Thirty-five year old Jesse Fisher, an admissions officer at a New York City post-secondary institution he who loves English and literature, has somewhat lost his passion in life, which includes recently being unceremoniously dumped by his latest girlfriend, who could no longer be the person to prop him up emotionally. He has a chance to find that passion again when he is invited to the retirement dinner of his second favorite Ohio University college professor, Peter Hoberg, as his time there was when his life held the most passion. Jesse's encounters with five people there may determine if he does find that passion again. They are: Hoberg, who is resisting the notion of retirement; Judith Fairfield, Jesse's favorite professor, although for a different reason than his like of Hoberg; Nat, a free spirit who navigates life at the institution on his own terms; undergraduate student Dean, who Jesse sees as a younger more destructive version of himself; and nineteen year old undergraduate ... Written by
In the film's opening Radnor's character is reading God of Small Things, whose plot also deals with the 'laws of love', and what happens to those who break these rules - paralleling the characters of the film. See more »
When Dean calls Jesse he identifies himself as the person who reads "Franzen", referring to the book he is always carrying, an author that both he and Jesse enjoy. But, in the hospital scene, the author of the same book is clearly Foster Wallace, that is not mentioned except to say that he killed himself. Franzen is alive and well. See more »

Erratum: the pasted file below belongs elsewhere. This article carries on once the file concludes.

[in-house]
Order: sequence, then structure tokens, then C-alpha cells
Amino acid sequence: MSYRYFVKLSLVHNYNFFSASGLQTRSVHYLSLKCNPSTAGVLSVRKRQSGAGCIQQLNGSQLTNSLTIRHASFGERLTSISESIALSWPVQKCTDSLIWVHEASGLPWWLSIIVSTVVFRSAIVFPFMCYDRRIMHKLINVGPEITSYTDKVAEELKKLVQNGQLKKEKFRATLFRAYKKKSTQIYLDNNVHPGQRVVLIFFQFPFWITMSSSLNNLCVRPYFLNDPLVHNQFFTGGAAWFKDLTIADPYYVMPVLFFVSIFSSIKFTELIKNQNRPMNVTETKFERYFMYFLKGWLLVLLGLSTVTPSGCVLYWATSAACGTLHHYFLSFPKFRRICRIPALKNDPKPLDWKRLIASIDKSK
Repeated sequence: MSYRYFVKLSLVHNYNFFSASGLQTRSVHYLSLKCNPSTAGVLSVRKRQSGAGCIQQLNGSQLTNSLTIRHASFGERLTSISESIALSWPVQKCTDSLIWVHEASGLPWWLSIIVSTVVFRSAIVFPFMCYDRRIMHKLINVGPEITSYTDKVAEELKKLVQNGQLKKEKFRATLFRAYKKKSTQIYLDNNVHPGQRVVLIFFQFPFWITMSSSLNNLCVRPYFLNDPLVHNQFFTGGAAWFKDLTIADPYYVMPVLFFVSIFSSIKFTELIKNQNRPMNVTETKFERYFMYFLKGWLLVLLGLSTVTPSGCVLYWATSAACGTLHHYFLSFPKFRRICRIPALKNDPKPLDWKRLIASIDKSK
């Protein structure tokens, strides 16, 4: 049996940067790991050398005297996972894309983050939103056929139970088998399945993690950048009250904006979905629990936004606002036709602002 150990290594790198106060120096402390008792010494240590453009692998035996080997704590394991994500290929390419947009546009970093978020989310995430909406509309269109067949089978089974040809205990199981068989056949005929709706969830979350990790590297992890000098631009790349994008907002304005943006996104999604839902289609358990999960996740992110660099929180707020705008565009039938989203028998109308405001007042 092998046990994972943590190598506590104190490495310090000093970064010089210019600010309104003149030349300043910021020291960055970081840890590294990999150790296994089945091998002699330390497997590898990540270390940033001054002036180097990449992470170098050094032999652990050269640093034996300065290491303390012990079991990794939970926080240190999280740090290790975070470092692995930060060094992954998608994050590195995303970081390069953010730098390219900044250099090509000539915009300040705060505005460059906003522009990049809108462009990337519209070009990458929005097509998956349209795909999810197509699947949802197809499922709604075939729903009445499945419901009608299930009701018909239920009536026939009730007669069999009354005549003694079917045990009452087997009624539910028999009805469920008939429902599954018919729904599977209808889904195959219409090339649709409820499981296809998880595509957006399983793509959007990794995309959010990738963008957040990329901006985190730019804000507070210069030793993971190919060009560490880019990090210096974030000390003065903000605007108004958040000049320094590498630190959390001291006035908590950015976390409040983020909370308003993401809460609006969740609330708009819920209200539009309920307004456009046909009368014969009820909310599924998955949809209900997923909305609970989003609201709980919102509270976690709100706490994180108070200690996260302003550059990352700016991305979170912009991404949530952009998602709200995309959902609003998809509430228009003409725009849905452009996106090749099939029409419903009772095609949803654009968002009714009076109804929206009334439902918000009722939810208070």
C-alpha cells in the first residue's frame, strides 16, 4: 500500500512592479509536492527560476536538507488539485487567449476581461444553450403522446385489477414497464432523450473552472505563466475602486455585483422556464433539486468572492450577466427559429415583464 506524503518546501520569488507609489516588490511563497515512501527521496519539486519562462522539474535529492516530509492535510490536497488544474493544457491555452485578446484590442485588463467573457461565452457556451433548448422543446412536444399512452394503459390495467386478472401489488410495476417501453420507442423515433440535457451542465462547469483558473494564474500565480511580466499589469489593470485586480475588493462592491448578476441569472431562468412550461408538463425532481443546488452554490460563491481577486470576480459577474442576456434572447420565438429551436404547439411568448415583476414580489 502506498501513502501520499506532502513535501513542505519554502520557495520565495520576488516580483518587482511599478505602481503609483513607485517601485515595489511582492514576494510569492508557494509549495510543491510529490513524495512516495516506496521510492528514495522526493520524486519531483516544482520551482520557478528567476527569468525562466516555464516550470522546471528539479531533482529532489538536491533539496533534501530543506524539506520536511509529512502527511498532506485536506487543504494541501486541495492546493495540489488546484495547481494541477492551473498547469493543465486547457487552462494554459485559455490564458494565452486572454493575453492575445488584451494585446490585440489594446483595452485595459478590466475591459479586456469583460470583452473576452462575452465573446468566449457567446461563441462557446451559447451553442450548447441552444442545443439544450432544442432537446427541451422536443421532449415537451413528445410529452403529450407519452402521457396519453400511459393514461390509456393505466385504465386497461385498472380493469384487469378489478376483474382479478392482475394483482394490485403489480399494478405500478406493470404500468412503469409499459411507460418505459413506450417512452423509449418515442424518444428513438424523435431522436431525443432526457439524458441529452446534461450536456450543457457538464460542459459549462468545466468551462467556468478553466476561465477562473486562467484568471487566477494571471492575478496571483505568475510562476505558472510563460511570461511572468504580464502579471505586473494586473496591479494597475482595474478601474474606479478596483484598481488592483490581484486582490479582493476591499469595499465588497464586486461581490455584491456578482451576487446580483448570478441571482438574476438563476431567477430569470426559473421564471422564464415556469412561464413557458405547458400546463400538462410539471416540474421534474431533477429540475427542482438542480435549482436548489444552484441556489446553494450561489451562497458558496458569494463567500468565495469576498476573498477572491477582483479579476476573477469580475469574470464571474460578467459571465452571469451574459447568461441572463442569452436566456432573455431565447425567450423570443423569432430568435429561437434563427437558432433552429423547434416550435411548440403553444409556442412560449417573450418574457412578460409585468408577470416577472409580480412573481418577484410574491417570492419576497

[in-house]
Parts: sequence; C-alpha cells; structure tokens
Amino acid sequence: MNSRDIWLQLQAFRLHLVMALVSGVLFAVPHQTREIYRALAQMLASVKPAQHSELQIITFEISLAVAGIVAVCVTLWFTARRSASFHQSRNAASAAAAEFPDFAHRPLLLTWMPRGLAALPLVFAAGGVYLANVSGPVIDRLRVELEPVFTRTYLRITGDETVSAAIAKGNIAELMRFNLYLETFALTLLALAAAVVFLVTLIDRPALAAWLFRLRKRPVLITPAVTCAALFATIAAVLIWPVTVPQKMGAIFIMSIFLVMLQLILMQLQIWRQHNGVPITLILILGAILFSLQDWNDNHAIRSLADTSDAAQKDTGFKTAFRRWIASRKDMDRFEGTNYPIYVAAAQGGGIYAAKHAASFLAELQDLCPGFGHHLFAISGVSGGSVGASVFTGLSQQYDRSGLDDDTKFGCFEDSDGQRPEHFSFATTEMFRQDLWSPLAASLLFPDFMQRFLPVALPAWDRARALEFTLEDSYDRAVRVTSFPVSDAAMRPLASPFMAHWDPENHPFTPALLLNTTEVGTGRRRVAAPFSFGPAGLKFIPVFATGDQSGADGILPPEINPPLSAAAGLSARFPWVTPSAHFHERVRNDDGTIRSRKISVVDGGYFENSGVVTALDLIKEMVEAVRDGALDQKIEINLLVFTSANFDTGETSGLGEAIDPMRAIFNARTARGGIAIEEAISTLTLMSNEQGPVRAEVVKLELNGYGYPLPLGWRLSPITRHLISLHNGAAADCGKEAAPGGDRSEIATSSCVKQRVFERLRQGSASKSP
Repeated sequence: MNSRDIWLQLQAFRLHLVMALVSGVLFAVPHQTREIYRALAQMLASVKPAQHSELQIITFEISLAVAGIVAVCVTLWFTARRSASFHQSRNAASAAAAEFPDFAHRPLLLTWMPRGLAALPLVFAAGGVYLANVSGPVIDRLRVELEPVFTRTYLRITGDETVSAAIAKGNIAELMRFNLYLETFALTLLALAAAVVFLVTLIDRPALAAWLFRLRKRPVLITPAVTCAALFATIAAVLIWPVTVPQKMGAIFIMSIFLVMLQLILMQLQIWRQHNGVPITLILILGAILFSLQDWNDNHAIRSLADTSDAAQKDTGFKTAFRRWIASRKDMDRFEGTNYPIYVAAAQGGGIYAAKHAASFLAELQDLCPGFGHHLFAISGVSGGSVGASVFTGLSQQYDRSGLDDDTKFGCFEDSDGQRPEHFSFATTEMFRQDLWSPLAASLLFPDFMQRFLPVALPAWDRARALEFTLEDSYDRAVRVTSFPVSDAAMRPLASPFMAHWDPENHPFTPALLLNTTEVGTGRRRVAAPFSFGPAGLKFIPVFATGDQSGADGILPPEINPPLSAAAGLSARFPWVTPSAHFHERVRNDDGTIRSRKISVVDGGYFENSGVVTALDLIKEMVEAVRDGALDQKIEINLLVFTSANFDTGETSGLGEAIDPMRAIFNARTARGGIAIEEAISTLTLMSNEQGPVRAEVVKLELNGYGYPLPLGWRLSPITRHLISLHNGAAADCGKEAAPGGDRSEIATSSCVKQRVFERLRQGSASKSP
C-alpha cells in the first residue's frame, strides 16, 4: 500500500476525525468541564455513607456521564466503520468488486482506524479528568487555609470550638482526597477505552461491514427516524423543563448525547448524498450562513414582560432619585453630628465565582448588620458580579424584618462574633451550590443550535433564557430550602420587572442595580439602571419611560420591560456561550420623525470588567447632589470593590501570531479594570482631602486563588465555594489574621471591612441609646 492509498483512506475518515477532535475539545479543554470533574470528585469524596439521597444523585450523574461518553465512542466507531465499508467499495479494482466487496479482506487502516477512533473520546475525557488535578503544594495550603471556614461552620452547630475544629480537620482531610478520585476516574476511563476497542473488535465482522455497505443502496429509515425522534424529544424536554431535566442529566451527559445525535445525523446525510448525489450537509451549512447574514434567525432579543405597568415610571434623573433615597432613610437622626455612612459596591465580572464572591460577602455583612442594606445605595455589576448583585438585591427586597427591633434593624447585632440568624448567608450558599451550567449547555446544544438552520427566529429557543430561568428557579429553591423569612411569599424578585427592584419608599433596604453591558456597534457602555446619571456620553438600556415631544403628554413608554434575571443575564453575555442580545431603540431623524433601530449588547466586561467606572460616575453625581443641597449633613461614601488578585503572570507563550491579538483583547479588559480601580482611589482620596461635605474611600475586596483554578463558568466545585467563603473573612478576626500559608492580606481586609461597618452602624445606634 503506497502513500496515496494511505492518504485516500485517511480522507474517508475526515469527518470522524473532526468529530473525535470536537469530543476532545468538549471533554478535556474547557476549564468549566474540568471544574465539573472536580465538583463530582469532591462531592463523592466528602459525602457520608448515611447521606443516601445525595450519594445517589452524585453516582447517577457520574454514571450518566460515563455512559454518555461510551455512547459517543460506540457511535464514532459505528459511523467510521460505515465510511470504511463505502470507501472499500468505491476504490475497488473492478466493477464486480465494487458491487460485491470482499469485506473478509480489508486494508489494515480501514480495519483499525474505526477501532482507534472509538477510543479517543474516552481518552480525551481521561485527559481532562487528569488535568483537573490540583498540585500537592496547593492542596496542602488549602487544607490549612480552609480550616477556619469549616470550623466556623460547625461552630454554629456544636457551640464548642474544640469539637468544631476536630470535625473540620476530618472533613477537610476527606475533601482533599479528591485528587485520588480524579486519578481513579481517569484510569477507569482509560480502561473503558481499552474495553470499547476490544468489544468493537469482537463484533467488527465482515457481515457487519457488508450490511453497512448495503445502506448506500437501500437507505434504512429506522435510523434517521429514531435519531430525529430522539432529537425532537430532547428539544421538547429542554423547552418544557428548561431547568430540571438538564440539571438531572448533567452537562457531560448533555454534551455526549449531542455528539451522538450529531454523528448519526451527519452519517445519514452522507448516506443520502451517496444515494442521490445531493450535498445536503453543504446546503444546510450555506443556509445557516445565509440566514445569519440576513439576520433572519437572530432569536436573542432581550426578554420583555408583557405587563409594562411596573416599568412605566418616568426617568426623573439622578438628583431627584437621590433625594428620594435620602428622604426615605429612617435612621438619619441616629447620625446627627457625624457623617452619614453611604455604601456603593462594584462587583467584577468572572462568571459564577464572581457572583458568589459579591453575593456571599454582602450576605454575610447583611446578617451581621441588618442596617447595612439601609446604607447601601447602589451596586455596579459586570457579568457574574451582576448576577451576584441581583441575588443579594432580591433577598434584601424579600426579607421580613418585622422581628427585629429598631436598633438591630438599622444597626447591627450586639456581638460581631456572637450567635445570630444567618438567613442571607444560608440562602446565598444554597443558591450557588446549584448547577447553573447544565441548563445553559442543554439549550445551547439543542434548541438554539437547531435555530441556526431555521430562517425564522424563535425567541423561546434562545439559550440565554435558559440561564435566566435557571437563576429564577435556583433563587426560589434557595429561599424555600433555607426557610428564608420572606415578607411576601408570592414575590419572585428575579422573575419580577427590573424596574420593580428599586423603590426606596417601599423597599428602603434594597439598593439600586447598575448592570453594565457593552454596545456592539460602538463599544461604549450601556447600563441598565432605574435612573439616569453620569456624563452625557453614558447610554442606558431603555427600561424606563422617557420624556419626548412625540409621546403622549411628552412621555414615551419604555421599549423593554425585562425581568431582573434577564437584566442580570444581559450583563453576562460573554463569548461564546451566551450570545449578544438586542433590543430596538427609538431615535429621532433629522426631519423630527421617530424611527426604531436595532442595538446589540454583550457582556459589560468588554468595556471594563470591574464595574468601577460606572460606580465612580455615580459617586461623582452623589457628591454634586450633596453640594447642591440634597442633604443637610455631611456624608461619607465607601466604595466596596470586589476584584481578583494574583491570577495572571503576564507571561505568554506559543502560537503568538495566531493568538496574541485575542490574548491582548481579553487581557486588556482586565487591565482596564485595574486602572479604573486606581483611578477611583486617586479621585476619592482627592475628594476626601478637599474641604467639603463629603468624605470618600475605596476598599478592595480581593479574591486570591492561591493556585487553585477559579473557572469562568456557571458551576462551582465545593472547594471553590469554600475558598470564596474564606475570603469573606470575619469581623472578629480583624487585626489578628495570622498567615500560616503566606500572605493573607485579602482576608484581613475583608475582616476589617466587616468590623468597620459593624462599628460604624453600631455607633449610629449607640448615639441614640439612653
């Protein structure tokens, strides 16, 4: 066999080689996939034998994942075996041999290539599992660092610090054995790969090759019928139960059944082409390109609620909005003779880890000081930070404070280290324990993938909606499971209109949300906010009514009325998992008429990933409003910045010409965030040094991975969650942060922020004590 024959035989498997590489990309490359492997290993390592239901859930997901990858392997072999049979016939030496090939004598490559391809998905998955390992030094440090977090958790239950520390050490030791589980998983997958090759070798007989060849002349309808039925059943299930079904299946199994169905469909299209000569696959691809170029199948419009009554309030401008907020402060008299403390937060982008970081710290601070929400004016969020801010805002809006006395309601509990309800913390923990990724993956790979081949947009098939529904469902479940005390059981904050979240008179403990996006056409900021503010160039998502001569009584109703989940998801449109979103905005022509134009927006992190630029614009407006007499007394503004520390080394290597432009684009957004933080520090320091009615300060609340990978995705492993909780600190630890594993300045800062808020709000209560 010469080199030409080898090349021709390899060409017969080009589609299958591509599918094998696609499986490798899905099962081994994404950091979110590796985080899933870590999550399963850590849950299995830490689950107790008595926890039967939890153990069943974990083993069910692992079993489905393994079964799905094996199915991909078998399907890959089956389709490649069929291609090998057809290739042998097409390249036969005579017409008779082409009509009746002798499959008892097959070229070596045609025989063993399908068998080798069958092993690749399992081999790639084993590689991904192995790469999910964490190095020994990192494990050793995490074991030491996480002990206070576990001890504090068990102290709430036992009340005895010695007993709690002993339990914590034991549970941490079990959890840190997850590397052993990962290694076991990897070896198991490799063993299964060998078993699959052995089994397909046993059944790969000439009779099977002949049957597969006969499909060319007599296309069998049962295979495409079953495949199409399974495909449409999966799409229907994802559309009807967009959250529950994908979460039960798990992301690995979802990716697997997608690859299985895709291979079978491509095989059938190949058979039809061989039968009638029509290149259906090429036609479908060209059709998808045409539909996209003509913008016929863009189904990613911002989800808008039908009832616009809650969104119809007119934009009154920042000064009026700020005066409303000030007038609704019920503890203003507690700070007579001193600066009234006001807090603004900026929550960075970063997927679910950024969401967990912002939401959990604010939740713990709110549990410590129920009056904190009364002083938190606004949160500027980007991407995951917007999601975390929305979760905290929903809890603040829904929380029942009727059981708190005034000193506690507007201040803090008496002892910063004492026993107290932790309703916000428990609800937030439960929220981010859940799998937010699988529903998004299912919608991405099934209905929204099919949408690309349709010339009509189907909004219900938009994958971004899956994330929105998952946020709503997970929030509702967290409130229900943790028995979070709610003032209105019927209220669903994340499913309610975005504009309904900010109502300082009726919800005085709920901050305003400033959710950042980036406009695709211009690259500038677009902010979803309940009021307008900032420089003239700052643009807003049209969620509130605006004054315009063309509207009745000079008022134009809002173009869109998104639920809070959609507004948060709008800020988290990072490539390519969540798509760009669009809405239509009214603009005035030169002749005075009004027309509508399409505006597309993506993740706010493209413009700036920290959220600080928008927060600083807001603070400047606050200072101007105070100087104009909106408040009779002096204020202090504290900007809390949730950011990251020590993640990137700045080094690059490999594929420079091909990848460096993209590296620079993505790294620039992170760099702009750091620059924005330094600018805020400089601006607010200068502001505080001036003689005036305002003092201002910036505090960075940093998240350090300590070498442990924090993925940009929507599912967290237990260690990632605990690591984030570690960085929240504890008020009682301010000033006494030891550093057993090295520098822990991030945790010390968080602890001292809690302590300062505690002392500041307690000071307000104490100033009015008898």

You know, high school to college, it can be a big transition, especially if you're not from the city, so - so we try yo help out with that transition, in a number of ways.
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Charm and Wonderful Acting Make for a Worthwhile Watch
The hyphenate that is this Josh Radnor guy presents a somewhat thin but ultimately rewarding film with LIBERAL ARTS. The story is a charming onejaded New Yorker makes an excursion back to his alma mater in Ohio and meets a much younger and gorgeous kindred spirit who forces him to self-reflect. But unfortunately, it's also a story that provides enough material for an 80 minute film which Radnor stretches out to around 97 minutes. Thus, some of the film drags a bit. Luckily, Radnor casts actors with incredible talent who breathe life into the film when it begins to deflate.
Elizabeth Olsen, specifically, is an ace. In a character reversal from her breakthrough in MARTHA MARCY MAY MARLENE, she is beautiful and funny, effortlessly natural. The scenes featuring her make the film. Watching her this early in her career and contemplating just how much potential she has and what she'll be able to do with it is exciting for any movie lover. Richard Jenkins is wonderful as always, as is Allison Janney. Even Zac Efron, making a humorous cameo appearance, helps liven things up a bit. The bond shared between Radnor's character and a depressed, anti-social undergrad, played by John Magaro, is particularly sincere.
The film seems to be a meditative-lite work. It's brooding and thoughtful, but it's not something that will permeate your thoughts or stick with you days after watching. But it isn't supposed to be. (At least I don't think so.) The film is probably significantly more appealing to a select group of peoplemainly those with a "liberal arts" background, or those able to register all of the literary referencesbut that is not to say the film is only for some. The pleasant romantic-comedy-ish-drama story and the aforementioned acting is enough to create a film anyone can enjoy if they try. If the viewer tries to get past the somewhat pretentious collegiate talk, tries to hold on for the somewhat slow moments, tries to watch the film as a light and entertaining piece to pass 90-something minutes, it's highly recommended. Seek it out.
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